G is for Governance
You may have noticed that regulations and standards have played a frequent role in our discussions of “E is for Environment” and “S is for Social.” In truth, E, S, and G are not mutually-exclusive categories but more like convenient, often-overlapping labels. Though G is the last letter in the ESG acronym, governance metrics are the most established and well-known, typically focusing on an organization’s board, executives, controls, certifications, self-regulatory organization membership, and political lobbying.
It is worth noting that even without any extrinsic motivation, companies typically benefit from strong governance, starting with the board of directors and executive contracts. Long before researchers began to investigate diversity and social capital, economists and management researchers had documented the positive benefits of strong, independent boards. In fact, the presence of an independent chairperson and competent board has been a critical factor for decades among US investors. More recently, research has shown that diverse boards can help break the cycle of “groupthink” and can help organizations adapt in the face of changing environments.
Likewise, the contractual terms and incentives that an organization negotiates with its executives can also have a strong impact on the perception of an organization, not just its performance. Organizations that align executive compensation with sustainable equity growth instead of base salary or other benefits are typically viewed more favorably by investors. Furthermore, organizations with well-rounded executive teams are often better positioned to build and maintain relationships with the wide variety of internal and external stakeholders.
Much like a “real” government, the rules and processes that an organization lives by are often more important than the leaders who come and go. These “organizational laws” most often take the form of controls, policies, and procedures (P&Ps). Strong controls and well-designed P&Ps can help organizations reduce the risk of fraud, information security issues, or other misuse of company assets or opportunities. These concerns are typically addressed through strong compliance programs, and many software or data organizations could benefit from a technology-focused compliance maturity assessment.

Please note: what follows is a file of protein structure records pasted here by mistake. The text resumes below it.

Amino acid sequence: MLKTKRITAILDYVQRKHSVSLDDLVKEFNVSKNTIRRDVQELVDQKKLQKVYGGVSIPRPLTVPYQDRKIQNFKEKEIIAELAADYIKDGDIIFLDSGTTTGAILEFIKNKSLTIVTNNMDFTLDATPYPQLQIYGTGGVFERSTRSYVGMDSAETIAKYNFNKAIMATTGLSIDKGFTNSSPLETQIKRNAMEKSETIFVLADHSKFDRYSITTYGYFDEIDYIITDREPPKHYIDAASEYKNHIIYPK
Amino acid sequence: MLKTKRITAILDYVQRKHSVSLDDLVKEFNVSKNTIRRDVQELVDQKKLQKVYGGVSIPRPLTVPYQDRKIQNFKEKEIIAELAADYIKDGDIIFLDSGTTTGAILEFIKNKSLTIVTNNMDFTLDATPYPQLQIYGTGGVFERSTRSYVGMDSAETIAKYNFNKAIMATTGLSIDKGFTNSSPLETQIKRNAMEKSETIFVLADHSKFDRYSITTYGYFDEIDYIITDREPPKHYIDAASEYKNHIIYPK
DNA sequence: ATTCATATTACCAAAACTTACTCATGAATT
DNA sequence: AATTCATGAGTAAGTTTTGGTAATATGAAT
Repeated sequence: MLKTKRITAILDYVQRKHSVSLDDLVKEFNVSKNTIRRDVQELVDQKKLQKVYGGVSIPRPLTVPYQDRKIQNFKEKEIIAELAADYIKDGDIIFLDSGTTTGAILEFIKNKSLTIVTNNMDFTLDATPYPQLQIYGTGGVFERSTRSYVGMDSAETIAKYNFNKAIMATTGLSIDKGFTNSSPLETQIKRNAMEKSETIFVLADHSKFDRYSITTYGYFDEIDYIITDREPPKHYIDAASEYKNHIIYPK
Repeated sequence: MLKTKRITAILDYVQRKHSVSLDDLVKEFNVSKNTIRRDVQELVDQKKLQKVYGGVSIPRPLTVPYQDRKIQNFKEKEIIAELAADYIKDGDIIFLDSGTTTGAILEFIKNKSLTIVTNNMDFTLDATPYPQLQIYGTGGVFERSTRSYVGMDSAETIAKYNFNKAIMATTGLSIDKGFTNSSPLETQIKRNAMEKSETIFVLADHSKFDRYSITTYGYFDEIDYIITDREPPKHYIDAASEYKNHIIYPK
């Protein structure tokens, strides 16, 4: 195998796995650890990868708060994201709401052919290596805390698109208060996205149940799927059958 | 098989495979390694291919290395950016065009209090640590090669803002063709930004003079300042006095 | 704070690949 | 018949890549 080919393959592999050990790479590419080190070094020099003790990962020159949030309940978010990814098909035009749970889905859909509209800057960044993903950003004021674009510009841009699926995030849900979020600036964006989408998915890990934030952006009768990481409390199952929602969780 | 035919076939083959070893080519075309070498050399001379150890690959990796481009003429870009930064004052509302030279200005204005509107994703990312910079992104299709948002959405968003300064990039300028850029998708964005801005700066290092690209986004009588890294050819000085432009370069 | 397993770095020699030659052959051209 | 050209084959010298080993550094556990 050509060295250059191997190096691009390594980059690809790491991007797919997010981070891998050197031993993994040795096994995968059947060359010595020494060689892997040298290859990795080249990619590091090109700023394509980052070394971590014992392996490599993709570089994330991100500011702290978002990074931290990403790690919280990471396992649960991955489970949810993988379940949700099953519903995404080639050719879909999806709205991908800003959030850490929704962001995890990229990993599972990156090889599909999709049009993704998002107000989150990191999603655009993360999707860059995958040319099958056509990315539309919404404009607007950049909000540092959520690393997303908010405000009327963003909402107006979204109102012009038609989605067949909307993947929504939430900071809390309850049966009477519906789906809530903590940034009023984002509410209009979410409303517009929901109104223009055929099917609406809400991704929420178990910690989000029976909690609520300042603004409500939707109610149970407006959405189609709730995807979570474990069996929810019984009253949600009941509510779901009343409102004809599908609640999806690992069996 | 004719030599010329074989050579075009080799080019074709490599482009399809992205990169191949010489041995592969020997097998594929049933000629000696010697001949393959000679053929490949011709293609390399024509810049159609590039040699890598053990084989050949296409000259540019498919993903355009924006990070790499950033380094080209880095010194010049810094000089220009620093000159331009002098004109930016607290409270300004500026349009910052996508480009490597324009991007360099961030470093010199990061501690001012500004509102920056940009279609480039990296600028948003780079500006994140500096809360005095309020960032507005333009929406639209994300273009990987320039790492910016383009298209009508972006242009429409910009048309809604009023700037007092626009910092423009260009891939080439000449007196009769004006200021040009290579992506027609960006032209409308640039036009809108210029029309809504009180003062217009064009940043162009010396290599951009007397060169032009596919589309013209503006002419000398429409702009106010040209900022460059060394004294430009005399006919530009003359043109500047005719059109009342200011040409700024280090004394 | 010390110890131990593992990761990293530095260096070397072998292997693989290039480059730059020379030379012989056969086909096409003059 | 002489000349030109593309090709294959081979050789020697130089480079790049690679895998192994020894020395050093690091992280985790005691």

Just as countries sign treaties or agree to international standards, so too do organizations when they interact with self-regulatory organizations (SROs) or obtain audited certifications. SROs may exert authority in addition to or in place of direct government regulation, like in the case of Financial Industry Regulatory Authority (FINRA). In other cases, popular standards like the Committee of Sponsoring Organizations of the Treadway Commission (COSO) Enterprise Risk Framework, the Control Objectives for Information and Related Technology (COBIT) Framework, and Diversity, Equity, and Inclusion (DEI) Frameworks guide businesses in their internal controls, policies, procedures, and decision making. In cases where organizations want a stronger signal for their partners, they often obtain certifications like SOC 2 or ISO 27001. We’ll delve deeper into the differences between SOC 2 and ISO 27001 in a future post, but at a high level, both address information security and how the company’s internal controls mitigate the risks. The resulting deliverable for SOC 2 is an attestation report from a service auditor, while under ISO 27001 it is a certificate that states that the company’s information security management system (ISMS) meets the ISO/IEC 27001 standards.
Regardless of whether a business is technology-focused, employees, customers, and investors want to know that an organization is committed to good governance. Luckily, the benefits of easier access to capital, reduced risk, increased management performance, and happier employees add up to more than the costs.
Now that we’ve covered E, S, and G, you might be wondering what the best steps are to begin your journey. In our experience, the lowest-hanging fruit is often aligned with other value-creating or risk-minimizing projects that an organization can pursue.